Monday, January 14, 2019

CQJP 2019 - January Block

I have January's block with a lady from the 1910s completed and excited to get started on February's 1920s lady.  After thorough research my process begins by sketching out the lady, concentrating on her pose.  Next I will size her similar to my previous paintings, work out details and transfer the image to watercolor paper.  After the painting is transferred I will choose fabrics appropriate in color and pattern for that particular time period, make my color choices and begin painting.  Once the artwork is complete I will transfer it to printable fabric and begin my piecing.

Here is the January block completed along with some close-ups of details.
This style is from the mid 1910's around the time WWI began.


The styles had become more practical and less frilly by about 1915 although still heavily embellished with embroidery.  Colors as well had become darker.  The skirt length became shorter and lace up or button up boots were fashionable.



Spider webs are a symbol of good luck on crazy quilts so I like to use them when I can.


Hats were still a fashion necessity and even though the rims became narrower feathers were still popular as decoration and used on the majority of women's hats.


I like to use dragonflies and/or butterflies on my blocks.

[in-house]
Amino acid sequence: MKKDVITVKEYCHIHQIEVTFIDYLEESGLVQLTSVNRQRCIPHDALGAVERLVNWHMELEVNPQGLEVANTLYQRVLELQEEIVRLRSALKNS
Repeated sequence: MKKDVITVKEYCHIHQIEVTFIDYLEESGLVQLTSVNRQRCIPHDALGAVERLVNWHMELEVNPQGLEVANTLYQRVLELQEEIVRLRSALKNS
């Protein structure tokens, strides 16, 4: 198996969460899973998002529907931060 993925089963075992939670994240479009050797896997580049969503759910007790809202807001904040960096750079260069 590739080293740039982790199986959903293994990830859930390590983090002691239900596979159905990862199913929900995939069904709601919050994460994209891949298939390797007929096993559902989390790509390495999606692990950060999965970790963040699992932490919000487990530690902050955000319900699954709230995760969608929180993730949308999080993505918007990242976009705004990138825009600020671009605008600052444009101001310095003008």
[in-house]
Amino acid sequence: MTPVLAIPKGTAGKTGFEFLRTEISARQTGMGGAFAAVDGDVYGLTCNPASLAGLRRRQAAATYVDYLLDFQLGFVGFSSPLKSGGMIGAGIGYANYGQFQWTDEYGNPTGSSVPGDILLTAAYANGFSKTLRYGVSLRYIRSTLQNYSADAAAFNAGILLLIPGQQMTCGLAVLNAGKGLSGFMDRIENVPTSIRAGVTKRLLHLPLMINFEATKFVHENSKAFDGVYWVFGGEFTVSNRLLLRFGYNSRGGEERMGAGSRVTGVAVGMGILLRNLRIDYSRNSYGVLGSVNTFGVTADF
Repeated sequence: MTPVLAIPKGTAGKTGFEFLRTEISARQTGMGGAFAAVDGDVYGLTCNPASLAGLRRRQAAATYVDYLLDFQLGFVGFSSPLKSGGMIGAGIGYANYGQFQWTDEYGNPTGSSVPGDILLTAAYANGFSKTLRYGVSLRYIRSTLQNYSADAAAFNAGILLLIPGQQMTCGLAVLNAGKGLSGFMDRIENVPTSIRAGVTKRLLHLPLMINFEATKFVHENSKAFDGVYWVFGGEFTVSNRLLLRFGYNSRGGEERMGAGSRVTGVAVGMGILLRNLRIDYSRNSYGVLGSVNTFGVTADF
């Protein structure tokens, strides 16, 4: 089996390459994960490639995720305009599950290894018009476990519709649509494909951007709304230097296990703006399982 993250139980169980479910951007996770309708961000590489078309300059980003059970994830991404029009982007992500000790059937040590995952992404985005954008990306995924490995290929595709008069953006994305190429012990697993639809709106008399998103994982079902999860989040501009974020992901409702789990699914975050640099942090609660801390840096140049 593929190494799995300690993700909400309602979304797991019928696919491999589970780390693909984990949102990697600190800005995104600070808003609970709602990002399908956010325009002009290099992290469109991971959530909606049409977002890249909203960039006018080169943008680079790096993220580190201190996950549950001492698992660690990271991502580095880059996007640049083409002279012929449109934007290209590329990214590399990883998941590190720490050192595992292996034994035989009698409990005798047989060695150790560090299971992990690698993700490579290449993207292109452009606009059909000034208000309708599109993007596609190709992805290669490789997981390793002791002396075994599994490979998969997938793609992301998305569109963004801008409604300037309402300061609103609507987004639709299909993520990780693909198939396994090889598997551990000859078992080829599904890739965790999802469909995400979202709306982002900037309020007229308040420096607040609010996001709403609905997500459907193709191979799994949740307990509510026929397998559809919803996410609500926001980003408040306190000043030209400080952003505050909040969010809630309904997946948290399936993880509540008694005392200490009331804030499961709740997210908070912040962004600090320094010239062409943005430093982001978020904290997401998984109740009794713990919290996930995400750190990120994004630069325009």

The zipper was invented near the end of this decade but not yet used in women's clothing, buttons were used so I wanted to add some vintage buttons on this block.


Now to do a little more research for my February block.  

Monday, January 7, 2019

Button Storage

I was looking for buttons for my crazy quilt block and was sort of wishing I had something else I could store them in.  I had them in spice jars that were on a turntable.  That didn't work too bad as they were sorted by color but I had to dump them out if I was trying to find a nice mix.  It dawned on me I had bought this nice photo storage box at Hobby Lobby awhile back.  It consisted of smaller acid free boxes made to hold a group of standard sized photos.  Those 16 boxes fit neatly into a larger box that latched and had a handle for carrying.


I started dumping the buttons into the boxes according to color, including a box for clear buttons, silver and gold.  I had a lot of black buttons so did one box for large black buttons and another for small black buttons.


They fit!